As the coronavirus pandemic comes to dominate our lives, there are lots of stories and quack “cures” circulating online and causing an infodemic of misinformation.
But the way to beat this virus is to use the medical knowledge and understanding of epidemics which goes back to the days of medieval plagues.
The common term “coronavirus” is actually the name for a family of viruses, including those which caused the previous epidemics of Severe Acute Respiratory Syndrome (SARS), in 2002, and Middle East Respiratory Syndrome (MERS) in 2004.
As it also causes severe respiratory infection, the World Health Organisation (WHO) has called the current virus SARS-CoV-2, with the illness it causes named Covid-19.
This is a new virus, to which no one has any immunity, so we need to understand and disrupt its spread.
Initially, many dismissed Covid-19 as similar to any winter “flu” but, as our knowledge has grown, the differences have become stark.
The WHO study of the first 44,000 cases in China showed that 80% of those infected will have a self-limiting condition which, while pretty miserable, will not be life threatening.
However, 20% of Covid-19 cases could become seriously ill and need hospitalisation, while some will require critical care and ventilation.
This is approximately ten times the level seen in an Influenza A outbreak and
is the reason healthcare services could become overwhelmed.
Similarly, the proportion of people at risk of dying from Covid-19 appears to be about 1-2%, as opposed to 0.1% for Influenza A.
This figure could become even higher if healthcare systems can’t keep up due to a surge in cases. We, therefore, must reduce the number of people ill with Covid-19 at any one time so the NHS has the resources to treat everyone who needs it.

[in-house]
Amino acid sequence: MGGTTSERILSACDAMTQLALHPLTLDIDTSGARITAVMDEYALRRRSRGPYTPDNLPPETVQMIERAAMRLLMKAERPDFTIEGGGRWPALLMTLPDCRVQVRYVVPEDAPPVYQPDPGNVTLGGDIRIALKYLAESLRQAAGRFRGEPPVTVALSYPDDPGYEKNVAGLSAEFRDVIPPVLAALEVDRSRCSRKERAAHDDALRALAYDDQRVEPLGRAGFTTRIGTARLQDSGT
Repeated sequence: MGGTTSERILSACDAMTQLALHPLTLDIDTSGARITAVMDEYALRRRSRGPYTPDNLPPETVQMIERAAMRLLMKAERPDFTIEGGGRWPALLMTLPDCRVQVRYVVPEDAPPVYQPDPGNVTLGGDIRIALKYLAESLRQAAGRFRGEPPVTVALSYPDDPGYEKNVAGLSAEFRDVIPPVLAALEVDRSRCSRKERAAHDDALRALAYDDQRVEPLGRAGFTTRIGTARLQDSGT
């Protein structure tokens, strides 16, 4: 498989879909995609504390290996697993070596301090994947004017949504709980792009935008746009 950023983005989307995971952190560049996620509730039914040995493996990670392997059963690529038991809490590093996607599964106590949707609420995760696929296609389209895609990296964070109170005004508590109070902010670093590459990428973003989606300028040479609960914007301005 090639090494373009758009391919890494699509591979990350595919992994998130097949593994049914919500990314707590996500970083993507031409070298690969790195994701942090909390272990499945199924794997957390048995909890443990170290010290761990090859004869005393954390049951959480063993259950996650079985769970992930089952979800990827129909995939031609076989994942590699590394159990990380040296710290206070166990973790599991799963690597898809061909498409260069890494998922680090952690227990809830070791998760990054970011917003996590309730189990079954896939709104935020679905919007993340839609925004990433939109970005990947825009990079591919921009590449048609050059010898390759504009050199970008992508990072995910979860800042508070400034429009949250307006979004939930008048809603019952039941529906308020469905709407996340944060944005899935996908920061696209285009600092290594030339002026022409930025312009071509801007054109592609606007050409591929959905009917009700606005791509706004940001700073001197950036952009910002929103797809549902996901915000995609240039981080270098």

This is known as “flattening the curve”, as shown by the many graphics in the media.
Every one of us has a responsibility to reduce our risk of catching the virus.
We may become sick ourselves, putting more pressure on the NHS, or pass it
to someone who becomes seriously ill. This could be due to their age, which
weakens the immune defences, or an underlying condition that makes them
SARS-CoV-2 is a respiratory virus which enters the body, multiplies in the lining of the lungs and can be spread into the air through coughing or sneezing.
This can infect someone nearby, if they breathe in the virus particles, or get onto people hands from contaminated surfaces and enter their respiratory tract, predominantly through the nose and mouth if they touch their face.
Good hygiene is therefore critical and the actions people need to take are
pretty simple and well proven, both in the case of Covid-19 and in many
- Using a paper tissue to catch coughs or sneezes, to prevent droplets
spreading into the air, and disposing of hankies in the bin. I’m sure your
Grandma used to tell you this all the time!
- Frequent hand washing with soap and water, which is as good, if not
better than, sanitiser, in case it has been picked up from infected surfaces.
- Not shaking hands, as there is little point in washing carefully and then
shaking hands with others with no idea how thorough they have been.
- Not touching your face, which allows the virus enter via your nose or mouth.
This is a common habit and a hard one to break.